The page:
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I am wondering if Java is orthogonal or not, and if yes, then which are its features that make it orthogonal. How can you determine if a language is orthogonal or not? For example, I found on some website that C++ is not orthogonal, but no explanations, why not. What other languages are orthogonal? Please help me, because there is almost no information on the internet about this topic.

Thanks

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Please give a direct explanation or link to your intended definition of orthogonal. –  Peter G. Jul 17 '10 at 15:07
    
Orthogonality is rarely (if ever) a Boolean ("Is X orthogonal?") but a matter of (usually comparative) degree ("X is more orthogonal than Y.") –  Jerry Coffin Jul 17 '10 at 15:20
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but can programming languages be linear as well? –  mvds Jul 17 '10 at 15:58
    
should this question be tagged homework? –  mvds Jul 17 '10 at 16:01
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5 Answers

The Art of UNIX Programming, Chapter 4. Modularity, Orthogonality, Page 89:

Orthogonality

Orthogonality is one of the most important properties that can help make even complex designs compact. In a purely orthogonal design, operations do not have side effects; each action (whether it's an API call, a macro invocation, or a language operation) changes just one thing without affecting others. There is one and only one way to change each property of whatever system you are controlling.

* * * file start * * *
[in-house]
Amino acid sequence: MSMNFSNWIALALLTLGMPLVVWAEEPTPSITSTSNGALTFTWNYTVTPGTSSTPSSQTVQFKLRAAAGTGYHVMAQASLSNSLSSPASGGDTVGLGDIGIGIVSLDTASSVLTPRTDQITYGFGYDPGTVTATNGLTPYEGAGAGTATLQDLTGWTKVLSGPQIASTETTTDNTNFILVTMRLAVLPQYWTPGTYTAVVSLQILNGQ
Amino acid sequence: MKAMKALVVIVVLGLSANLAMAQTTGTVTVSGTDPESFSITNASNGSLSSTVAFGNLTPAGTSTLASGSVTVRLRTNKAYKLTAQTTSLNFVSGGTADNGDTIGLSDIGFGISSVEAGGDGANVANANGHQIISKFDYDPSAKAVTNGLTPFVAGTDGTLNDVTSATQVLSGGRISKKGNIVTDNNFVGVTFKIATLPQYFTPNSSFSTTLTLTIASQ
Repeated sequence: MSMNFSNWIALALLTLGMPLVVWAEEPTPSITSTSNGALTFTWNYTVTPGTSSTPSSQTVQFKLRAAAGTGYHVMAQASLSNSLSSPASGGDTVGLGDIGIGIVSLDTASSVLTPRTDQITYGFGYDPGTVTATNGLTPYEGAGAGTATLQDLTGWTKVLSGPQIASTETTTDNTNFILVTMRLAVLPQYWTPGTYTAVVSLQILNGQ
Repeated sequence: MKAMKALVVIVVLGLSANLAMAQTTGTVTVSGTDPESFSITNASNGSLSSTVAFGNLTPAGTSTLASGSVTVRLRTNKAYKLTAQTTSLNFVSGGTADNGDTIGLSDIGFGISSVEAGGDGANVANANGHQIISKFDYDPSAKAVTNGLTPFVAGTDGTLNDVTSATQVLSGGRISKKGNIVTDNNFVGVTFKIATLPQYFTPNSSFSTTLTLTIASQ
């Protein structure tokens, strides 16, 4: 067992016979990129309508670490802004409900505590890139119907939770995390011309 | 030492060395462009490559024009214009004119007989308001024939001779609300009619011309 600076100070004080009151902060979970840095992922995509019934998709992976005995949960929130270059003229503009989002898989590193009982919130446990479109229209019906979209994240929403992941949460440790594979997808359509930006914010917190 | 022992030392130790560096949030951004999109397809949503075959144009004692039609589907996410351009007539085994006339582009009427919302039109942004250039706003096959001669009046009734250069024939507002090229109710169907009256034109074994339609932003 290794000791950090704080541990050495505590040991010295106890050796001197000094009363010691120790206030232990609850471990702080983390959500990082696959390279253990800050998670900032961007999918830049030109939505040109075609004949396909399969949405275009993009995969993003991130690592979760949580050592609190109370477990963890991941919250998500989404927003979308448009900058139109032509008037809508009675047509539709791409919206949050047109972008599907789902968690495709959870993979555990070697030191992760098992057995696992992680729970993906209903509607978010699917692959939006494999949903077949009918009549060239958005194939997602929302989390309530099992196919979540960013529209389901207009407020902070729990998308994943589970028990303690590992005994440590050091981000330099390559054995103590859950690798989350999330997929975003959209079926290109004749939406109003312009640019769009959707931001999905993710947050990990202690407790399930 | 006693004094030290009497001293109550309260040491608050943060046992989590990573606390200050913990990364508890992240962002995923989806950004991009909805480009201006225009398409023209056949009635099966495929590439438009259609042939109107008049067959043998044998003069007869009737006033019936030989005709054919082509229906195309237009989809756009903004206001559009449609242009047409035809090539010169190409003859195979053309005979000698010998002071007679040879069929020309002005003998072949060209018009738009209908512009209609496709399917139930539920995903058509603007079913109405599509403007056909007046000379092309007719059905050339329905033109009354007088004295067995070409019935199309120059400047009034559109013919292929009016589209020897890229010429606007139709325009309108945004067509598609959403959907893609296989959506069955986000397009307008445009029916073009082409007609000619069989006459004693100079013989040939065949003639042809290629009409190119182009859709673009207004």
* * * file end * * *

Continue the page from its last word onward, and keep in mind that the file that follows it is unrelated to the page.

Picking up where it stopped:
Programming Language Pragmatics, Chapter 6, Page 228:

Orthogonality means that features can be used in any combination, that the combinations all make sense, and that the meaning of a given feature is consistent, regardless of the other features with which it is combined.

On Lisp, 5.2 Orthogonality:

An orthogonal language is one in which you can express a lot by combining a small number of operators in a lot of different ways.


I think an orthogonal programming language would be one where each of its features have minimal or no side effects, so they can be used without thinking about how that usage will affect other features. I borrow this from the definition of an orthogonal API.

In Java you'd have to evaluate for example if there is a combination of keywords/constructs that could affect each other when used simultaneously on an identifier. For example when applying public and static to a method, they do not interfere with each other, so these two are orthogonal (no side effects besides what the keyword is intended to do)

You'd have to do that to all its features to prove the orthogonality. That is one way to go about it. I do not think there exists a clear cut is or is not orthogonal in this matter either.

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Yes, I understand orthogonality in general, but I cannot give an explanation why C++ is considered not to employ orthogonality, and how can you analyze it. I mean.. I cannot say that.. "Yeah.. Java is kindof orthogonal because public and static go together without any problems". I try to find something more general in these languages and there is nothing I can think about and there is no information on the internet either. –  mbc Jul 17 '10 at 15:44
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I provided that as an example you cannot simply pick two features, you'd have to do that to all its features to prove the orthogonality. That is one way to go about it. I found two papers on portal.acm.org, one on general programming languages orthogonality and one on C++ orthogonality. I do not think there exists a clear cut is or is not orthogonal in this matter either. –  bakkal Jul 17 '10 at 15:54